A new book by Sonoma State University Professor Matthew James celebrates the brave pioneers from the California Academy of Sciences who validated Charles Darwin's theory of evolution -- and saved their institution -- in their 1905-06 expedition to the Galapagos Islands. "Collecting Evolution" (Oxford University Press) will be released on April 7.
"Most of what we know about the Galapagos came from this expedition," says James, chair of the Geology Department, who has taught at Sonoma State for 33 years.
Darwin's 1835 expedition proved invaluable to science and gave birth to the scientific notion of evolution, and the Cal Academy's follow-up voyage 70 years later brought a greater understanding of what was, at the time, still a new idea.
In 1905, eight scientists and three crew members from the California Academy of Sciences set out from San Francisco on an 89-foot schooner -- the same size ship as Darwin's "Beagle" -- for a scientific collection mission to the Galapagos Islands.
During their expedition, the Cal Academy burned to the ground after the 1906 earthquake, with only two wheelbarrows worth of specimens being saved. The team brought back more than 78,000 specimens, all of which are still in the Cal Academy's collection today.
"If it weren't for this expedition, the Cal Academy could have ceased to exist," says James, a Cal Academy Fellow.
Their collection of specimens, which includes 270 tortoises and 3,700 finches alone, laid the groundwork for foundational evolutionary texts like David Lack's "Darwin's Finches."
Another fact connecting the two expeditions: The ship, which was named "The Academy," is also the namesake of Academy Bay in the Galapagos Islands. The Charles Darwin Research Station in Academy Bay sees more than 200,000 visitors annually as one of the islands' top tourist destinations.
James first visited the Galapagos in 1982 as a grad student at UC Berkeley, and he's been fascinated by the archipelago and its history ever since. His book culminates 20 years of research and writing on the subject, during which time he spent countless hours at the Cal Academy poring over archives of the expedition, including original handwritten notes of the eight scientists on board.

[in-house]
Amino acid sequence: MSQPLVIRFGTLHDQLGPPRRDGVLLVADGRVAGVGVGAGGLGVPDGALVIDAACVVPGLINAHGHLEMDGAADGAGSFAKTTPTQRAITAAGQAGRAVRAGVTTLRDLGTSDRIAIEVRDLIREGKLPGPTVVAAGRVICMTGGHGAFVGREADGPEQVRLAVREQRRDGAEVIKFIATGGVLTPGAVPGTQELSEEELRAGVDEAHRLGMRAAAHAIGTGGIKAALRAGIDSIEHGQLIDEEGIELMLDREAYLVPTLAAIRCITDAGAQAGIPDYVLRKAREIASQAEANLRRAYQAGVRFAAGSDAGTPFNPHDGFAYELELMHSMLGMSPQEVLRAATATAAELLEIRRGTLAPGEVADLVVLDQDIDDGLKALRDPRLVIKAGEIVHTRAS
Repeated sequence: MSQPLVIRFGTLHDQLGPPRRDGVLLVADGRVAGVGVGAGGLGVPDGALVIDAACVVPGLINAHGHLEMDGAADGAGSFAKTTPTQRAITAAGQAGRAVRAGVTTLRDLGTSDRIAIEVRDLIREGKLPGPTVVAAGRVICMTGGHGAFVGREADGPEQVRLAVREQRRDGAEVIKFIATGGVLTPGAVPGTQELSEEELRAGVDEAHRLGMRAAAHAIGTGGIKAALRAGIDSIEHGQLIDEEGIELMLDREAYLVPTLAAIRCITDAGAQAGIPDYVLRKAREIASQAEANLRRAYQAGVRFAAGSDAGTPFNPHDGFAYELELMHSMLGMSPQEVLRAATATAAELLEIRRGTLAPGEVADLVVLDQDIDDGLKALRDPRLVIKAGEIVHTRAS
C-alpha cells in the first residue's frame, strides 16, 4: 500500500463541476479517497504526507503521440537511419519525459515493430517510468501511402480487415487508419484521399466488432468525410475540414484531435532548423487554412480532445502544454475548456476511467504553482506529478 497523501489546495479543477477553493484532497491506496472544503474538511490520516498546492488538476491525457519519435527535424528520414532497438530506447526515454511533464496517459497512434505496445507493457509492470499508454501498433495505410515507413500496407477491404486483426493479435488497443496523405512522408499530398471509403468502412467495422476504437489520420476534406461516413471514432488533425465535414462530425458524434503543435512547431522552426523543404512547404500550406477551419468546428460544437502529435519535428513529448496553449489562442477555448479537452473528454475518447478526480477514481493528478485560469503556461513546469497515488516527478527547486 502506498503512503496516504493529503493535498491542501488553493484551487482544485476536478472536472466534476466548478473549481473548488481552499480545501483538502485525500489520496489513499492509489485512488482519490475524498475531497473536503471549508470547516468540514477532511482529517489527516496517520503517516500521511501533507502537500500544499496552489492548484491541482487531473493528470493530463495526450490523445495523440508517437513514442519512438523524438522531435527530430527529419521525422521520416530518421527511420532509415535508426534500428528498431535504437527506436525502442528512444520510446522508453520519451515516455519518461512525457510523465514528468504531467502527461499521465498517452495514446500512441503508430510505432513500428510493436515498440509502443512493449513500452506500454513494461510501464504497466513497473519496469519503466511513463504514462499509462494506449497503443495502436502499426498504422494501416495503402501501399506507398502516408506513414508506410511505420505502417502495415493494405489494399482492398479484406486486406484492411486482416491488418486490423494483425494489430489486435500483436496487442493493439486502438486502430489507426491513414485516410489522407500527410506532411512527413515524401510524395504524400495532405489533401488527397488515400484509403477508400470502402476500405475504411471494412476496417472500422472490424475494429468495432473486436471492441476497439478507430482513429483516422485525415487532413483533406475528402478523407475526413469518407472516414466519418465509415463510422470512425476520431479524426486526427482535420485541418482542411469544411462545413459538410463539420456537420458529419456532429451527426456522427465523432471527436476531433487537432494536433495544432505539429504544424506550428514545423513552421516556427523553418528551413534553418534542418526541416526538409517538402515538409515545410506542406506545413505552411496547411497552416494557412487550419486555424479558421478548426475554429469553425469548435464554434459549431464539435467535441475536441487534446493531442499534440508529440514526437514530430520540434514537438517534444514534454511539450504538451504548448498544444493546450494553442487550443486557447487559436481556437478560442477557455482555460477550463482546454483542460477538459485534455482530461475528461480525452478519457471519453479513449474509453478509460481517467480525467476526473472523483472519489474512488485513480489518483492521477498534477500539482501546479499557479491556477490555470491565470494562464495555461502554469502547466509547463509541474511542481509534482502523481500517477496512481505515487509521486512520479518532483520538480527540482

As the President of the American Association for the Advancement of Science (AAAS) Pacific Division, James is organizing a three-day symposium about the Galapagos Islands at the association's annual meeting in Hawaii this summer. This will be the third time he's organized such an event for AAAS.
With millions of people expected to participate in the international march for science on April 22, James sees heightened relevance for this book. "This book is completely fact-based, both in what these men did and in my research for it," he says. "It celebrates the brave pioneers of what was at the time a new frontier of science -- evolution."
"Collecting Evolution: The Galapagos Expedition that Vindicated Darwin" will be available online and at bookstores, zoos, aquariums and, yes, the California Academy of Sciences. It will be also be available for purchase when James speaks at the Sonoma County Museum on March 30 at 5:30 p.m. Visit sonomacountymuseum.org for more information and to purchase tickets.
James will also be speaking about the book at the Smithsonian later this year, as well as the Natural History Museum in London and Darwin's alma mater, Christ's College at Cambridge University.